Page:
This article was written and prepared by Jorge Luis Alonso G.
Researchers at Cranfield University and Aberystwyth University in the UK carried out a study examining pre- and post-harvest strategies over the past 20 years related to potato black dot. The goal was to identify knowledge gaps and enhance the management of potato black dot.
This article is a summary of their findings.
The potato, known as Solanum tuberosum L., is important to global agriculture, with production increasing by about 20% over the past 30 years. China is the leading producer, while the United Kingdom consistently produces about 5.5 million tons annually.
Potatoes are classified according to their use (e.g., processing or fresh consumption) and maturity. When stored at temperatures below 4°C with high humidity, they can remain fresh for up to ten months. These conditions promote wound healing and limit the growth of pathogens and sprouts.
There’s a growing preference for pre-packed potatoes in the UK, but their marketability is linked to their appearance. Skin diseases such as black dot and silver scurf detract from their visual appeal. Specifically, black dot, caused by the fungus Colletotrichum coccodes, produces blemishes on potatoes that result in economic losses.
Controlling this disease at harvest plays a key role in minimizing its spread during storage. Several common control methods are used. These include the use of fungicides, the practice of crop rotation, and careful temperature management. However, silver scurf can be difficult to identify. Its symptoms are very similar to black dot, making an accurate diagnosis difficult.
Technologically, diagnostic tools that combine computer vision and machine learning offer hope for early disease detection. Studies are exploring algorithms, including the Visual Geometry Group (VGG), to detect potato diseases.
While the subtle nature of these symptoms and their similarity to other diseases pose challenges, automated detection could revolutionize the prediction of optimal storage periods based on disease presence and severity.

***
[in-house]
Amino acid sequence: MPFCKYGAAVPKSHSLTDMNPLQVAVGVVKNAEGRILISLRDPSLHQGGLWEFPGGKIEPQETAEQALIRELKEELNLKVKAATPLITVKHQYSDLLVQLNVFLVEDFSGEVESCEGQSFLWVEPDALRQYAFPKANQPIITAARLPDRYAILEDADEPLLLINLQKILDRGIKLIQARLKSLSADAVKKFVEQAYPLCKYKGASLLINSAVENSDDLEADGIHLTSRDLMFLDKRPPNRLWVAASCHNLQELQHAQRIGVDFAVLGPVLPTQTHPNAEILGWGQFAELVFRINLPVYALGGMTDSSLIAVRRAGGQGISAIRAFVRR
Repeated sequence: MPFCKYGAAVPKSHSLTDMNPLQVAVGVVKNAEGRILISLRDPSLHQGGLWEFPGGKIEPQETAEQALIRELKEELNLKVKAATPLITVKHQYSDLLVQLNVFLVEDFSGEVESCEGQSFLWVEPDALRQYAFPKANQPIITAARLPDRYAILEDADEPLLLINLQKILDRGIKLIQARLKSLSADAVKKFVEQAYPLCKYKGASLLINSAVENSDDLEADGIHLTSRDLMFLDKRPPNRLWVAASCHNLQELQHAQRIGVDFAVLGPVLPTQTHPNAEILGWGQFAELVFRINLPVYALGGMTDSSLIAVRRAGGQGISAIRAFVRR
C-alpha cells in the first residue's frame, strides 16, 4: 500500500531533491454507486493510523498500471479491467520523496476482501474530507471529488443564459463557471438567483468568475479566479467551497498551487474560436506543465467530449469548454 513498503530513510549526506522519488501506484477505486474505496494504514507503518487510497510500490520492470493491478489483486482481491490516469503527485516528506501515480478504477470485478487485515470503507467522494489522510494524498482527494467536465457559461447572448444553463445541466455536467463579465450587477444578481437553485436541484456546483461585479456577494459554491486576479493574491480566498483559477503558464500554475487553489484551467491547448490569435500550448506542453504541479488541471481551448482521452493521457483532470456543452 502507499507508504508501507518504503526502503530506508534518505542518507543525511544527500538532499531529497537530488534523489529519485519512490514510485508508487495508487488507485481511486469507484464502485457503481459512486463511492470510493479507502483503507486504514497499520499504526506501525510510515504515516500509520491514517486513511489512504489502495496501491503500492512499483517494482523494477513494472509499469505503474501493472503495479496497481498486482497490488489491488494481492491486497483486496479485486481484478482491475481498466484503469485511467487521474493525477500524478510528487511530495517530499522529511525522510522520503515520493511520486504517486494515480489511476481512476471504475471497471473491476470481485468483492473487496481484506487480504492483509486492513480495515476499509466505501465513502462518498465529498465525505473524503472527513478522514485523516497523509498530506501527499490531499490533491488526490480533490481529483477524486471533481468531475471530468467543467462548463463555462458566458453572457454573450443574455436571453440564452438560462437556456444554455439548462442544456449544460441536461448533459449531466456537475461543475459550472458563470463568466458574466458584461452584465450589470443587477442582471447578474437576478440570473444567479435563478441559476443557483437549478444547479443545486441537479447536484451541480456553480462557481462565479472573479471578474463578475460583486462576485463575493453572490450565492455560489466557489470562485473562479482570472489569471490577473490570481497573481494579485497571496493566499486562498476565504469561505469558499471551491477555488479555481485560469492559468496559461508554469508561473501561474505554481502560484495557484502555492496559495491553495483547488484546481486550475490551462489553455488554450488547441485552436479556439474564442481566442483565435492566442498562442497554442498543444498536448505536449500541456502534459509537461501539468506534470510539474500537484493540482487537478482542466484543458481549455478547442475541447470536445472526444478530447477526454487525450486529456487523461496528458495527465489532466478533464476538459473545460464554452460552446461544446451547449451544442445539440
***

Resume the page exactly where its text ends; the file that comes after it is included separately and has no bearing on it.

This review highlights the evolving strategies over two decades to manage potato black dot and underscores the importance of integrating technological solutions for effective disease intervention and diagnosis.
Potato black dot is a significant problem for potato growers because it causes symptoms on tubers, stems and leaves, resulting in crop losses and reduced yields. The disease has a complex life cycle; sclerotia can infect potatoes and persist in fields for up to eight years, thriving on seed tubers and crop debris. In addition, internal growth of mycelial hyphae allows the fungus to colonize various parts of the potato plant.
Recent evidence suggests that planting clean seeds in contaminated soil or using infected seeds in clean soil results in rapid plant infection. Surprisingly, C. coccodes has appeared in fields where potatoes have not been grown for years. While seeds transmit the disease, soilborne sources are the primary culprits. The presence of fungal DNA in the soil indicates potential infection, so selecting fields with low fungal activity is essential. Soil structure influences fungal spread more than soil type.
External factors such as climate change, with its rising temperatures and unpredictable rainfall, complicate matters for UK potato growers. Increased heat and moisture can exacerbate potato late blight. As global climate change continues, these fungal threats are expected to increase in frequency and severity, threatening potato yields.
Black dot management in potato crops is challenging due to limited treatment options. The main methods are crop duration management, crop rotation and fungicide application. The fungicide azoxystrobin can reduce the severity of black dot, particularly in areas with low soil inoculum levels, but its efficacy decreases in areas with high inoculum levels. Although azoxystrobin is registered for soil use in the UK, it hasn’t yet been registered for foliar use.
Given the genetic diversity of C. coccodes, research into fungicide resistance is essential.
Direct soil fumigation has been considered as a solution, but results are inconclusive. A sustainable strategy requires an understanding of black dot resistance mechanisms. While the genetic basis of this resistance remains elusive, certain potato lines exhibit resistance. In particular, metabolites such as the glycoalkaloid alpha-chaconine appear to enhance resistance, which may be useful in breeding for sustainable production.
Longer harvest times can increase the risk of black dot, especially in areas with high soil inoculum concentrations. Infections likely begin during early root growth, and crop duration has a significant impact on disease severity. Effective management includes planting in low-inoculum fields, starting azoxystrobin applications early and adjusting harvest timing.
However, how these strategies affect tubers in post-harvest storage needs further investigation. Adherence to these practices can help reduce black dot in storage.
Long-term storage of potatoes is essential to ensure a consistent supply for fresh consumption and processing. Some potatoes are stored for up to ten months. The initial storage period often includes a curing period, where potatoes are exposed to temperatures between 10°C and 14°C for about two weeks after harvest to help the tubers heal.